The Topless McLaren Elva Delivers the Visceral Thrill of Open-Air Motoring

Just like London buses, you wait ages for a roofless British hypercar and then two come along at the same time. While the Italian Ferrari Monza arguably started the extreme roadster trend in 2019, McLaren now has its Elva while Aston Martin has launched the V12 Speedster.

Both limited-edition models come without a roof or a windscreen, each offering a return to the visceral thrill of completely open-air motoring. Understandably, when seeing a chance to dance with the McLaren Elva, we cut right in.

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Priced at nearly $2 million—almost double that of the Aston Martin V12 Speedster—the madcap McLaren is best explained with a couple of technical stats. The 4.0-liter, twin-turbo V-8—mated to the marque’s seven-speed seamless-shift gearbox—is from the Senna hypercar and pushes out 804 hp, while the Elva weighs only 2,531 pounds, some 1,322 pounds less than the V12 Speedster.

The 804 hp McLaren Elva is priced at  million. - Credit: Photo: Courtesy of McLaren Automotive Limited.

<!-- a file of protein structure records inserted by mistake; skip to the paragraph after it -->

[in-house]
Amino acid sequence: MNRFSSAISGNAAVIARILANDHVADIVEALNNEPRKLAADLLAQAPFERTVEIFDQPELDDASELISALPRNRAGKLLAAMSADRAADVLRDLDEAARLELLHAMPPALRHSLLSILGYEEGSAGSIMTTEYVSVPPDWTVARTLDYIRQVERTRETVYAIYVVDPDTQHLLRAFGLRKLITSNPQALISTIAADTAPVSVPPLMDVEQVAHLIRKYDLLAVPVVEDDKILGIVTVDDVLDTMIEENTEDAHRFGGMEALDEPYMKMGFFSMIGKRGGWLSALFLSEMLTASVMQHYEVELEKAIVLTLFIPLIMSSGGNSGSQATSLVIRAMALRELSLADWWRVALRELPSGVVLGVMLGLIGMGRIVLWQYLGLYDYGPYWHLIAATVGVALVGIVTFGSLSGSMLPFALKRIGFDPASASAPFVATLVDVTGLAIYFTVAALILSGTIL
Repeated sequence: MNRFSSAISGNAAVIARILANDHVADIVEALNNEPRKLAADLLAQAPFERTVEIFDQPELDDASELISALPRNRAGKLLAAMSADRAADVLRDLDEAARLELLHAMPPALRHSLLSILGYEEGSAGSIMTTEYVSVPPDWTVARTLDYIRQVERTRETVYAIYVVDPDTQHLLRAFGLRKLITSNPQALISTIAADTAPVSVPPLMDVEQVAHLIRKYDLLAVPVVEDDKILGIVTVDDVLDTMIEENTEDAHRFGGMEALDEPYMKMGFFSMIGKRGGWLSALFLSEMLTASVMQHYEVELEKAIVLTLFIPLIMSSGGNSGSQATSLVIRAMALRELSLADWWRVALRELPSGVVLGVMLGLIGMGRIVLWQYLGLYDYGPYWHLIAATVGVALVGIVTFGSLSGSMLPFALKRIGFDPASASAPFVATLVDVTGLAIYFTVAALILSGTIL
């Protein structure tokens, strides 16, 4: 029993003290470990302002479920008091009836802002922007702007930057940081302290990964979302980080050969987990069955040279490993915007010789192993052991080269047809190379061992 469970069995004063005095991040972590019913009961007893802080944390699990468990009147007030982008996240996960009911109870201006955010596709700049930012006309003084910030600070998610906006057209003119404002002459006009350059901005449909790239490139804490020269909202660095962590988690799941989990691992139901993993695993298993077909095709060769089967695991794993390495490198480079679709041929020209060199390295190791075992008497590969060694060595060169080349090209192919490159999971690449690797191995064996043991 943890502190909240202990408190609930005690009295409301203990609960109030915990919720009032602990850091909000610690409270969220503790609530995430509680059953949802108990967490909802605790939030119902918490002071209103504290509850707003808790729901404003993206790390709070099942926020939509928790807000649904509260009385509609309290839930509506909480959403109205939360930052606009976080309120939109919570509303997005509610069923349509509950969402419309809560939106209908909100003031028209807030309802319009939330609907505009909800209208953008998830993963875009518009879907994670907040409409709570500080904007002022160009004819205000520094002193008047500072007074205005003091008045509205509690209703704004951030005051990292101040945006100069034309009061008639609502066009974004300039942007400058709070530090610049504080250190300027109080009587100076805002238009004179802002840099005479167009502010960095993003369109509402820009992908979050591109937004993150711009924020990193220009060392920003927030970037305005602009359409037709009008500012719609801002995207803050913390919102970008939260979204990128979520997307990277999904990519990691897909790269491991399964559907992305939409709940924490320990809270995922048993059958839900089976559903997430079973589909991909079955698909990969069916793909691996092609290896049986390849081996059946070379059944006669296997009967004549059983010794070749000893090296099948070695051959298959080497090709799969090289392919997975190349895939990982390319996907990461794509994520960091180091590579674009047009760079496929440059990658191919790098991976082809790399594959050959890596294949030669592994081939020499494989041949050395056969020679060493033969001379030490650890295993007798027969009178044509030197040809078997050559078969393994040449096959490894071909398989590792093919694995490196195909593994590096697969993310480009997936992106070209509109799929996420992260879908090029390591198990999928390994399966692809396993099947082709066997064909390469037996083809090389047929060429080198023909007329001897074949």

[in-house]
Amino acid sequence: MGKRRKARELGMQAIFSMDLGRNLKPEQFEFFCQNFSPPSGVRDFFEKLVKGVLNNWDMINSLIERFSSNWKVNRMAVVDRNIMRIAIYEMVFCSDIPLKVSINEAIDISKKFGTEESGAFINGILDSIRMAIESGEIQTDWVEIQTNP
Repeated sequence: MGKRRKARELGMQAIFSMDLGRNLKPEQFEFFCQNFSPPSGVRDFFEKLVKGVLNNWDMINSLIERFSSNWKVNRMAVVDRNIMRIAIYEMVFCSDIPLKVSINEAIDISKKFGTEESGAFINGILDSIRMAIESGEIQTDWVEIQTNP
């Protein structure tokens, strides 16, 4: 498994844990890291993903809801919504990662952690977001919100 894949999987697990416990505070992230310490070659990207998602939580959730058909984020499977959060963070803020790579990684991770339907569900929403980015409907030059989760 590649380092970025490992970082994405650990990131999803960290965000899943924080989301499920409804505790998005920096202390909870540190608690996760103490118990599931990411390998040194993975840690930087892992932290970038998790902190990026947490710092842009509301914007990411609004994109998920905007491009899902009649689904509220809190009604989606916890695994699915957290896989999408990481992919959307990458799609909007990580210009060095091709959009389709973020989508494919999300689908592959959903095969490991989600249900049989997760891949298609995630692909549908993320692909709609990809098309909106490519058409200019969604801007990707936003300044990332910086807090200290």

The 804 hp

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Loud, powerful, visceral: What happens to the V8 engine in an electric car world?

They’re loud, powerful and as American as apple pie.

And they could soon become extinct.

The fabled V8 engine that powers American muscle cars and European exotics has been slowly losing its standing with carmakers and motorists. Smaller, more fuel-efficient four- and six-cylinder engines have overtaken the V8 as CAFE (Corporate Average Fuel Economy) standards tighten.

The V8 got a crushing blow last month when General Motors, the industry behemoth behind the Corvette, Camaro and Silverado truck, announced that 40% of the company’s U.S. models will be battery electric vehicles (BEV) by the end of 2025. That’s not all: GM said it plans to eliminate tailpipe emissions from new light-duty vehicles by 2035.

Automotive insiders were already bracing for a possible all-electric ‘Vette. Then Ford, GM’s domestic rival and

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